Breakdown by Jonathan Mostow is a superior sort of thriller that is a step in the right direction after recent Hollywood examples of the genre—that is, in the direction of the things that ordinary, reasonable people really do fear. Which is to say not unbelievably big Amazonian snakes or volcanos erupting in downtown Los Angeles or deranged serial killers, all of which are extremely remote eventualities, but something as simple as a breakdown on a lonely road where the guy who stops to help you turns out to be a kind of latter-day pirate, ready to kill you for the clothes you stand up in because he knows that he will be long gone before you are ever found. If you are ever found. It does, for at least part of its length, seem vaguely plausible, and the special effects, mainly vehicular, are not wildly beyond the bounds of probability.
Kurt Russell in the lead role of Jeff Taylor, a somewhat impecunious yuppie, who is transformed from the “I don’t want any trouble” kind of suburban wimp to a lean, mean killing machine in the course of the picture, is not completely beyond belief either. What is hard to deal with, are the many loose ends. The plot is not quite tightly constructed enough. These include the little greasy spoon, Belle’s Diner, where Taylor’s wife (Kathleen Quinlan) is supposedly taken by the evil trucker, Red Barr (J.T. Walsh) to call for help when their car breaks down. Are the sinister looking people herein part of the conspiracy or not?
Likewise, one of the bad guys, who pretends to want to help Taylor, tells him that “the poh-leece are in on it”—i.e. the traffic in missing persons centered on the diner. This appears to be a red herring, perhaps meant to frighten Jeff into thinking that no one can be trusted. But the doubt remains, especially as it is unclear if Barr knows the local policemen or not. In any case, having the cops in on it would have afforded a splendid opportunity to explore yuppie paranoia about indigenous country folks, as does Belle’s diner, which promises an updated Deliverance but doesn’t deliver. It does, however, provide the film’s one comic moment as Jeff tries to describe his wife to the surly bartender by saying that she is wearing a Benetton sweater. The bartender says “Huh?” and then asks the restaurant at large if anyone has seen a woman in a “button-on sweater.”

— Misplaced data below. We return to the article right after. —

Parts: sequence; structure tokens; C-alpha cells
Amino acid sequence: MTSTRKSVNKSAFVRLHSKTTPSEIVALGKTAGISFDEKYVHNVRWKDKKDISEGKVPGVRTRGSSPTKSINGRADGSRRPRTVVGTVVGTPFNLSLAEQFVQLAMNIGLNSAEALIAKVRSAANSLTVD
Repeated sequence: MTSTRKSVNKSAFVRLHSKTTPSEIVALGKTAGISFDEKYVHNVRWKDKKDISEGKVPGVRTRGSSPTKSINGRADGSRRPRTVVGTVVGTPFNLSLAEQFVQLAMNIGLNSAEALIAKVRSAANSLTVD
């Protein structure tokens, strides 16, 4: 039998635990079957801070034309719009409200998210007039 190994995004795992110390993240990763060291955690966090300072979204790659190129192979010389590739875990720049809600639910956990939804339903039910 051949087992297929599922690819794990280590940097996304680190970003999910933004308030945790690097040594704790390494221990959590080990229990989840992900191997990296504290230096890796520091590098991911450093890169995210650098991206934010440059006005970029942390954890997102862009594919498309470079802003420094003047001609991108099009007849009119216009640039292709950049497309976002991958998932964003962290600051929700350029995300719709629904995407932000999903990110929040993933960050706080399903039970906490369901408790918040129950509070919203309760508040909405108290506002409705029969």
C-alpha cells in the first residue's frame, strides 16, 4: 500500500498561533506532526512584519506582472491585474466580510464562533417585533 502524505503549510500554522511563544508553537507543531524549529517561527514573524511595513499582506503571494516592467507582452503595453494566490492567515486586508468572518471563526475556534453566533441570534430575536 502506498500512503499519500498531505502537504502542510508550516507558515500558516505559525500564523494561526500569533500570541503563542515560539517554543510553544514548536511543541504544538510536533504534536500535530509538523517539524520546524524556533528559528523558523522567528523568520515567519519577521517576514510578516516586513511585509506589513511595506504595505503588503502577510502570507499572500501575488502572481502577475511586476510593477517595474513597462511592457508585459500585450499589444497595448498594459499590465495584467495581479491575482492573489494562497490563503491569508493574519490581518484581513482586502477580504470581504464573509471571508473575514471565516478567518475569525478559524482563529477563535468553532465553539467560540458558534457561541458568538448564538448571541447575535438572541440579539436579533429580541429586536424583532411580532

Instead, all this more subtle stuff is sacrificed for the excitement of car chases and the like. What a surprise! The ending is also somewhat disturbing. Not because (as Roger Ebert complains) one of the bad guys is killed by one of the good guys in sheer vengeance, but because it eschews the usual coda in which order is reestablished, and there is some kind of summing up. Instead of the main characters’ exchanging solemn banalities as the police and paramedics arrive to clear up the mess, we find them alone and silent at the prospect of the destruction all around them. It is a bleak almost despairing ending and a sign in itself of the sort of social breakdown that the film is ostensibly exploiting in order to frighten us with.